Fabulous Fiction Firsts #712
Sat, 08/10/2019 - 3:05pm by muffy
The New York Times book reviewer Ivy Pochoda called Disappearing Earth * * * * by Fulbright fellow Julia Phillips “(a) superb debut—brilliant. Daring, nearly flawless.” “(A)n unusual, cleverly constructed thriller, and also a deep dive into the culture of Russia’s remote Kamchatka peninsula." (Kirkus Reviews)
On an August afternoon, sisters Sofia (8), and Alyona(11) vanished from a public beach in Petropavlovsk-Kamchatsky. A witness described seeing them with a man in a shiny black car, but in the ensuing weeks, the police investigation turned up nothing. The case paralleled the disappearance of an 18 year-old Native girl 3 years ago, officially ruled as a runaway. Over the course of the next year, we met the women connected by the 2 incidents - a reindeer herder’s daughter at university in the capital; a policeman’s wife; the journalist/mother of the missing sisters; a Native woman whose teenage daughter also disappeared.
“In fresh and unpredictable scenes depicting broken friendships and failed marriages, strained family gatherings, and rehearsals of a Native dance troupe, Phillips’ spellbinding prose is saturated with sensuous nuance and emotional intensity, as she subtly traces the shadows of Russia’s past and illuminates today’s daunting complexities of gender and identity, expectations and longing.” (Booklist)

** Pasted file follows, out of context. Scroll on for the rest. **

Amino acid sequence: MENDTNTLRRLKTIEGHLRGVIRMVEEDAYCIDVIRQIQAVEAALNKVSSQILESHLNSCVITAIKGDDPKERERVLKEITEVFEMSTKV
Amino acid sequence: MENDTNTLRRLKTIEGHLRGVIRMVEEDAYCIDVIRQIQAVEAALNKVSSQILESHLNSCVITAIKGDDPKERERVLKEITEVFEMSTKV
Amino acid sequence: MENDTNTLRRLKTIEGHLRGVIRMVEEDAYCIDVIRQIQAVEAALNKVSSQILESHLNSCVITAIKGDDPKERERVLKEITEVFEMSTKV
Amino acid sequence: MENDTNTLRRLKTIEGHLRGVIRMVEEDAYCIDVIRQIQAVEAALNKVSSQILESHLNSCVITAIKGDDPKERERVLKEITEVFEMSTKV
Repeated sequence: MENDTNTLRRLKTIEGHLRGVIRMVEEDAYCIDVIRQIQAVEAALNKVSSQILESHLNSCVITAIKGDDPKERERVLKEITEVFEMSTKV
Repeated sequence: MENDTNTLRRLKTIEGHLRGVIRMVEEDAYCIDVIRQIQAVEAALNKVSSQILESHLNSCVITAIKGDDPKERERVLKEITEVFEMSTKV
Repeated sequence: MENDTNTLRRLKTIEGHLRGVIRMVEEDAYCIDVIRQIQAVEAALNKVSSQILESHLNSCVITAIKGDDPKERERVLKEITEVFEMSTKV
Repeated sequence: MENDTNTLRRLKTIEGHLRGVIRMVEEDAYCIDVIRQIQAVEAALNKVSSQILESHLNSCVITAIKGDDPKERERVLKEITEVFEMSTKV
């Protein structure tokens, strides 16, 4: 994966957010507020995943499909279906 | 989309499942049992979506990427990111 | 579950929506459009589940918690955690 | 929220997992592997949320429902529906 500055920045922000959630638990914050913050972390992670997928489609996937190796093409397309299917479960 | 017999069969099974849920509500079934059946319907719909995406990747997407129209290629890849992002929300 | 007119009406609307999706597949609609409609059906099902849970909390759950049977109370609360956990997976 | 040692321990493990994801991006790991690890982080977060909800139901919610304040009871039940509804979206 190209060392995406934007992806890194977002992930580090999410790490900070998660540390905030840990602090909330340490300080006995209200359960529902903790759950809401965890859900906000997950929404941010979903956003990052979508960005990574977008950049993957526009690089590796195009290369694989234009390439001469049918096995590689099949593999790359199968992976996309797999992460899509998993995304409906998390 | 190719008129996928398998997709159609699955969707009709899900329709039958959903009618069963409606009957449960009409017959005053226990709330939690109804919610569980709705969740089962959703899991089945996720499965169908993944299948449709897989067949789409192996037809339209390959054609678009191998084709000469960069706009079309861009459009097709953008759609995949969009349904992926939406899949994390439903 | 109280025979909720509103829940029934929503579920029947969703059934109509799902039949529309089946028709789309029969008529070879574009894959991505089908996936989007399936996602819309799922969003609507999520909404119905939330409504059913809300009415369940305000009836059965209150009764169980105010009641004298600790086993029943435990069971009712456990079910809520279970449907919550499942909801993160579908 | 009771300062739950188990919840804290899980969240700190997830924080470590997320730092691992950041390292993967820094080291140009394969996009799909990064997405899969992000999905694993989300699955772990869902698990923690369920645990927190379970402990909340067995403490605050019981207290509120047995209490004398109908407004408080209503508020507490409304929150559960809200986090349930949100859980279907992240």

In the long, hot summer of 1992, the Van Apfel sisters -- Ruth, Hannah, and the beautiful Cordelia, mysteriously disappeared from their home in the Sydney suburb. Though Ruth was eventually found dead, the disappearance of Hannah and Cordelia was never solved. Eleven year-old Tikka Malloy and her older sister, Laura, have been haunted ever since by the loss of their friends.
Twenty years later, Tikka, now living in Baltimore, returns home to see Laura, recently diagnosed with cancer, and is immediately drawn back into the mystery. “Through conversations with Laura, neighbors, and her parents, Tikka stumbles upon painful feelings of guilt, hidden secrets and scandals, and memories better left forgotten ... (that) lies hidden behind the cheerful facade of suburbia. This debut, part coming-of-age story and part crime thriller, is both forceful and unnerving.“ (Publishers Weekly)
* * * * = 4 starred reviews
* = Starred review